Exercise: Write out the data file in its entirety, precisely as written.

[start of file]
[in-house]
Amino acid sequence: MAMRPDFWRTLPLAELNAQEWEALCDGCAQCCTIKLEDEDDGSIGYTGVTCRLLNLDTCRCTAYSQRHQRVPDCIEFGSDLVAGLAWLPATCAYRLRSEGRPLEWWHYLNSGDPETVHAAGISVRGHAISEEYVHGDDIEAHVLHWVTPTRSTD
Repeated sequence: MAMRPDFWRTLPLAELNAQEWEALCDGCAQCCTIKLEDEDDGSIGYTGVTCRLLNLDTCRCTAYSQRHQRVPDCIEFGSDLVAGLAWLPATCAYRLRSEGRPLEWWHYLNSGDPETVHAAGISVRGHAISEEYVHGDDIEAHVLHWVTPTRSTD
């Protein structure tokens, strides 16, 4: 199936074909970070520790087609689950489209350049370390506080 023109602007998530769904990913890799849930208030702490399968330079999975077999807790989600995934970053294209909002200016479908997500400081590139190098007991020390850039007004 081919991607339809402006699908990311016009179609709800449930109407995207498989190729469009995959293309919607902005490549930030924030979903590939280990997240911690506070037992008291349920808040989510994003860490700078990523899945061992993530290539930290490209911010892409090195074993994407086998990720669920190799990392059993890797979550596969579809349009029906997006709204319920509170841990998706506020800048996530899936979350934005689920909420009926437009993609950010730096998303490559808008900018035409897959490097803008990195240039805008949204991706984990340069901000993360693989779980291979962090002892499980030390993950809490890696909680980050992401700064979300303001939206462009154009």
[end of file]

[in-house]
Amino acid sequence: MAMRPDFWRTLPLAELNAQEWEALCDGCAQCCTIKLEDEDDGSIGYTGVTCRLLNLDTCRCTAYSQRHQRVPDCIEFGSDLVAGLAWLPATCAYRLRSEGRPLEWWHYLNSGDPETVHAAGISVRGHAISEEYVHGDDIEAHVLHWVTPTRSTD
Repeated sequence: MAMRPDFWRTLPLAELNAQEWEALCDGCAQCCTIKLEDEDDGSIGYTGVTCRLLNLDTCRCTAYSQRHQRVPDCIEFGSDLVAGLAWLPATCAYRLRSEGRPLEWWHYLNSGDPETVHAAGISVRGHAISEEYVHGDDIEAHVLHWVTPTRSTD
């Protein structure tokens, strides 16, 4: 199936074909970070520790087609689950489209350049370390506080 023109602007998530769904990913890799849930208030702490399968330079999975077999807790989600995934970053294209909002200016479908997500400081590139190098007991020390850039007004 081919991607339809402006699908990311016009179609709800449930109407995207498989190729469009995959293309919607902005490549930030924030979903590939280990997240911690506070037992008291349920808040989510994003860490700078990523899945061992993530290539930290490209911010892409090195074993994407086998990720669920190799990392059993890797979550596969579809349009029906997006709204319920509170841990998706506020800048996530899936979350934005689920909420009926437009993609950010730096998303490559808008900018035409897959490097803008990195240039805008949204991706984990340069901000993360693989779980291979962090002892499980030390993950809490890696909680980050992401700064979300303001939206462009154009």